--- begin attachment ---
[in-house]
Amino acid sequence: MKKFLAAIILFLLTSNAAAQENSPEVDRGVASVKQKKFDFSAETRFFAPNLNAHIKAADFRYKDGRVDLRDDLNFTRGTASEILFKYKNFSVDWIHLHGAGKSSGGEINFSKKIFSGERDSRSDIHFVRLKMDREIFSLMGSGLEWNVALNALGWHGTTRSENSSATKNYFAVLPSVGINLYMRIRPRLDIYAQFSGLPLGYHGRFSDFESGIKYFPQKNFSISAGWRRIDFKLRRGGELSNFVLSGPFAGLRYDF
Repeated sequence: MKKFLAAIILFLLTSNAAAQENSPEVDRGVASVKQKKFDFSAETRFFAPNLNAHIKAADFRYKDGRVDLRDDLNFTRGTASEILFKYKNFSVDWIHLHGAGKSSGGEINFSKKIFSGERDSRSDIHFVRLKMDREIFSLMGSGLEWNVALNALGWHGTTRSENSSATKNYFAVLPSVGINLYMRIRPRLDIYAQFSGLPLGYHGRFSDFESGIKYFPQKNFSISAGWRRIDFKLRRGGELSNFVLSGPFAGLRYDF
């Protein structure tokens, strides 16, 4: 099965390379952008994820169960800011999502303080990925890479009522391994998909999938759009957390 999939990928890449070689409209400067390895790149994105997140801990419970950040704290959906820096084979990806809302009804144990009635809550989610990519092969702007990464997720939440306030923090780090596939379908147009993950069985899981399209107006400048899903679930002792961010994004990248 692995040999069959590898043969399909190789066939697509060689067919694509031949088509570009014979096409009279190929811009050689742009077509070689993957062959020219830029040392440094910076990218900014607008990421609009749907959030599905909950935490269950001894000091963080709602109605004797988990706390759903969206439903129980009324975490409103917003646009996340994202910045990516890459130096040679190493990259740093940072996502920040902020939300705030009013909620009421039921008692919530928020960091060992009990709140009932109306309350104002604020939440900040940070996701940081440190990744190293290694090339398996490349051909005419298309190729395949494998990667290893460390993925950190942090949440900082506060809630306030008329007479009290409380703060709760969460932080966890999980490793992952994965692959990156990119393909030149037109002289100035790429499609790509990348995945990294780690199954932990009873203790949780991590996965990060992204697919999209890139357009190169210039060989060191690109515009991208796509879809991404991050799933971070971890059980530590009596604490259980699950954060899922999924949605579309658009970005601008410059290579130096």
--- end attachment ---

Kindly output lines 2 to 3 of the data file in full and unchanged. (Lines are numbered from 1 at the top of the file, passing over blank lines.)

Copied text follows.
Amino acid sequence: MKKFLAAIILFLLTSNAAAQENSPEVDRGVASVKQKKFDFSAETRFFAPNLNAHIKAADFRYKDGRVDLRDDLNFTRGTASEILFKYKNFSVDWIHLHGAGKSSGGEINFSKKIFSGERDSRSDIHFVRLKMDREIFSLMGSGLEWNVALNALGWHGTTRSENSSATKNYFAVLPSVGINLYMRIRPRLDIYAQFSGLPLGYHGRFSDFESGIKYFPQKNFSISAGWRRIDFKLRRGGELSNFVLSGPFAGLRYDF
Repeated sequence: MKKFLAAIILFLLTSNAAAQENSPEVDRGVASVKQKKFDFSAETRFFAPNLNAHIKAADFRYKDGRVDLRDDLNFTRGTASEILFKYKNFSVDWIHLHGAGKSSGGEINFSKKIFSGERDSRSDIHFVRLKMDREIFSLMGSGLEWNVALNALGWHGTTRSENSSATKNYFAVLPSVGINLYMRIRPRLDIYAQFSGLPLGYHGRFSDFESGIKYFPQKNFSISAGWRRIDFKLRRGGELSNFVLSGPFAGLRYDF